Well I obviously think it has huge potential, but of course I would because it’s my idea. I’m not the only one who thinks that. I’ve discussed the idea with Peter Vandevanter, a VP at MediaNews Group, and many others and they all think the idea has legs. Peter in particular believes niche magazines with press runs of 5,000 or less can command US$400 CPMs, which he bases on the cost to deliver a piece of direct mail at 44 cents. I suspect it’s lower than that, but still much higher than the current CPM for a typical daily newspaper.

One thing I don’t believe is that printcasting is the only approach for generating revenue in the future. U.S. newspapers are in a revenue crisis due to the U.S. economy, mortgage crisis and the fact that people prefer more personally relevant content than a newspaper can offer. Some publishers, and especially desperate sales staffs, tend to grasp for straws and look for one or two things that can reverse their fortunes. Just to be clear, printcasting is not going to save the industry, but it will be one of many new approaches that I believe and hope that a lot of newspapers will consider. The onus is on us to show that it can work in Bakersfield first.

IFRA: Can newspapers adopt the printcasting model in any way for use in the community?

Pacheco:
Yes, and in several ways. As a recipient of the Knight Foundation’s News Challenge, we are required to open source all of the printcasting technology by the end of the two-year project (by May 2010). But we may make some components available before then. We’re building printcasting on the already open-source Drupal framework in the hopes that the large and growing Drupal community adopts it and keeps it going past the grant phase.

Also, part of our grant is to extend printcasting to five other markets with partners who want to sponsor it – which could mean newspapers, or any company that sees the value printcasting will have for local news and information. We will begin to look for partners next spring, and begin working with them in December of 2009. This is not just an empty promise, as a significant portion of our grant from the Knight Foundation is tied directly to this objective. Our partners do not need to be in the United States. We hope to have at least one international partner, if not more.

Finally, once printcasting code and documentation is open-sourced, we hope that a large, committed open source community is already in place to support it and keep it going. We hope that more than one newspaper gets involved in that way.

IFRA: How successful do you think the ‘print-from-the-masses’ idea will be?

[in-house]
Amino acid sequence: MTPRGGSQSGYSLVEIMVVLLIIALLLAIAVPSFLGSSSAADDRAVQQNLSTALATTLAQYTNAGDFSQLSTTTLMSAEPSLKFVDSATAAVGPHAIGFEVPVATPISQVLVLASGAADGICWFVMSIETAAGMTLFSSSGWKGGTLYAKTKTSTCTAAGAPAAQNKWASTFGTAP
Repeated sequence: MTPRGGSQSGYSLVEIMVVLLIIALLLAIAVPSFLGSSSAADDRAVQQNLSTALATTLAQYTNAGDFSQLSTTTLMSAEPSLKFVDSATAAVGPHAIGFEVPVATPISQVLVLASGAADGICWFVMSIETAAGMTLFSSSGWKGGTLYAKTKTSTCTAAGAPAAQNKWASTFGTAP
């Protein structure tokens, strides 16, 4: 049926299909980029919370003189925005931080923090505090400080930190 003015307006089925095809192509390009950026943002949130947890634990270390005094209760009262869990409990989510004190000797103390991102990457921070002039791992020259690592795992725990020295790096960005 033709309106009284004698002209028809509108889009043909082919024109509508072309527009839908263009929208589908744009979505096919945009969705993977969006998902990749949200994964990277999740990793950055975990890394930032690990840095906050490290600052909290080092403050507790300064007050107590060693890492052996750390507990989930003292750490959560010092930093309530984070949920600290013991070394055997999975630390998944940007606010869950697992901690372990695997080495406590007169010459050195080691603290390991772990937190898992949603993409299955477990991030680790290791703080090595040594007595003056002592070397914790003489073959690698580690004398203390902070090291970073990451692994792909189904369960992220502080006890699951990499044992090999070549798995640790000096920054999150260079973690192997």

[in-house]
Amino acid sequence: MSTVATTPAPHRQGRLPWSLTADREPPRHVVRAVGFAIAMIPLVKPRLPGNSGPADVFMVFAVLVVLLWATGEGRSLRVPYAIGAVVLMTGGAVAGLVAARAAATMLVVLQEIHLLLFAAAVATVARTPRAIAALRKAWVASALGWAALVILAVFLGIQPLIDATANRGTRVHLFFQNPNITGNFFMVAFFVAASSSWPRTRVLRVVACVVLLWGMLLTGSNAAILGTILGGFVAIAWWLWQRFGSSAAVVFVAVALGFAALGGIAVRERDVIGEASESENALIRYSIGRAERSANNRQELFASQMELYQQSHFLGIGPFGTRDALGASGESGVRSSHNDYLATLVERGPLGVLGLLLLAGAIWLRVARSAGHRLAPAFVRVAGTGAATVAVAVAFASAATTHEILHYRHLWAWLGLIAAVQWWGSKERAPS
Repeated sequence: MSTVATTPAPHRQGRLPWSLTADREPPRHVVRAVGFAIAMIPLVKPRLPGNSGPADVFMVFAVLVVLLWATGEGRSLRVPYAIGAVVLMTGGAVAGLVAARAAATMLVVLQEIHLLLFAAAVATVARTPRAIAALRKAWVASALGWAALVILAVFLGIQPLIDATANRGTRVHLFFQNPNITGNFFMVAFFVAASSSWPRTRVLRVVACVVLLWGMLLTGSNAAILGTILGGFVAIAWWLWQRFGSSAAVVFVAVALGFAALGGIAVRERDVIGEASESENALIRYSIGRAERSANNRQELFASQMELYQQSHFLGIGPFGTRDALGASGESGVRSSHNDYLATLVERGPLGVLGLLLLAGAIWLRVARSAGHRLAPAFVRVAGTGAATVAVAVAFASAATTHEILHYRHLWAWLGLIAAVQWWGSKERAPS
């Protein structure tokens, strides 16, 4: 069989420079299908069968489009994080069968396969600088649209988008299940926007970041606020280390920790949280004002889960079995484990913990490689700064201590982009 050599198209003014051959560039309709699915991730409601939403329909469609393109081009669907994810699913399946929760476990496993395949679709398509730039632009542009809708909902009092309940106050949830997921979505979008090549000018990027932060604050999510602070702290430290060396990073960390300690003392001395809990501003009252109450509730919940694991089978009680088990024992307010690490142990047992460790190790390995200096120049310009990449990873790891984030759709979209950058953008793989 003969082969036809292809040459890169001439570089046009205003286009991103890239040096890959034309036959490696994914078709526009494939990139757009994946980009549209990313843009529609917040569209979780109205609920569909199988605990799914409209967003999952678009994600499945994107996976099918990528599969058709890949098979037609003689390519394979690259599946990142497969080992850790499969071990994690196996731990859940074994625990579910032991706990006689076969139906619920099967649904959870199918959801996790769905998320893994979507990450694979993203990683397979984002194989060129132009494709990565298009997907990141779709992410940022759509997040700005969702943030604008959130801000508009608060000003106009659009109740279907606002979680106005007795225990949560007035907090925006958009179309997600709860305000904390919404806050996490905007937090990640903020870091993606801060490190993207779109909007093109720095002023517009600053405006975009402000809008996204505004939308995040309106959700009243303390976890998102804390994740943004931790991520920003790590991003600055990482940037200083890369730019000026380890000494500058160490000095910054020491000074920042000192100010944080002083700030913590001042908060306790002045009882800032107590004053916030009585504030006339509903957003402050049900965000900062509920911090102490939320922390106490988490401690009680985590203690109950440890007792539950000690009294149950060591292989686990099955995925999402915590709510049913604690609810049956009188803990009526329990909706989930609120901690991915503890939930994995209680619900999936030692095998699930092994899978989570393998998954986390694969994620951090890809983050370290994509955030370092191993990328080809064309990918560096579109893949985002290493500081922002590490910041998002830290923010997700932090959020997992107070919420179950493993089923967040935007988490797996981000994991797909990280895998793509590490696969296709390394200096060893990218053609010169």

Pacheco:
Not only do I think it will be successful. I think it’s already happening, and we’re just making it easier and giving ourselves a role in democratized print publishing. It’s important to remember that the personal publishing movement that we all think of as ‘blogging’ today had its roots in print. It was really the advent of the personal computer and desktop publishing in the 1980s that started this trend, and it extended to the Internet in the 1990s. (Incidentally, I was involved in the early push for online personal publishing as a product manager for AOL’s Hometown home page publishing solution back in 1998).

If you don’t think regular old people are publishing magazines, go to your local coffee shops, laundromats, bars, car washes and salons. Look for a shelf or rack near the back and you’ll start to see little labors of love. This has been going on since desktop publishing hit the scene and it hit its peak in the early 1990s with an explosion of ’Zines’.

I suspect that a lot of Zine publishers moved into the blogosphere because tools like Blogger and Wordpress make it so much easier to publish. But here’s the thing. If you’re blogging for a local audience, having a blog doesn’t mean that you’re going to attract a truly local audience. To reach those people you need a presence where they live and work. Printed flyers and magazines are the natural way to do that. In fact, we think printcasting will be so popular with bloggers that we plan to give any contributing blogger a printcasting widget that they can put into their blog’s sidebar. That way anyone who visits their blog can read and print a magazine version of their content to read on the go. And of course the blogger stands to potentially gain revenue every time another publisher prints his or her work.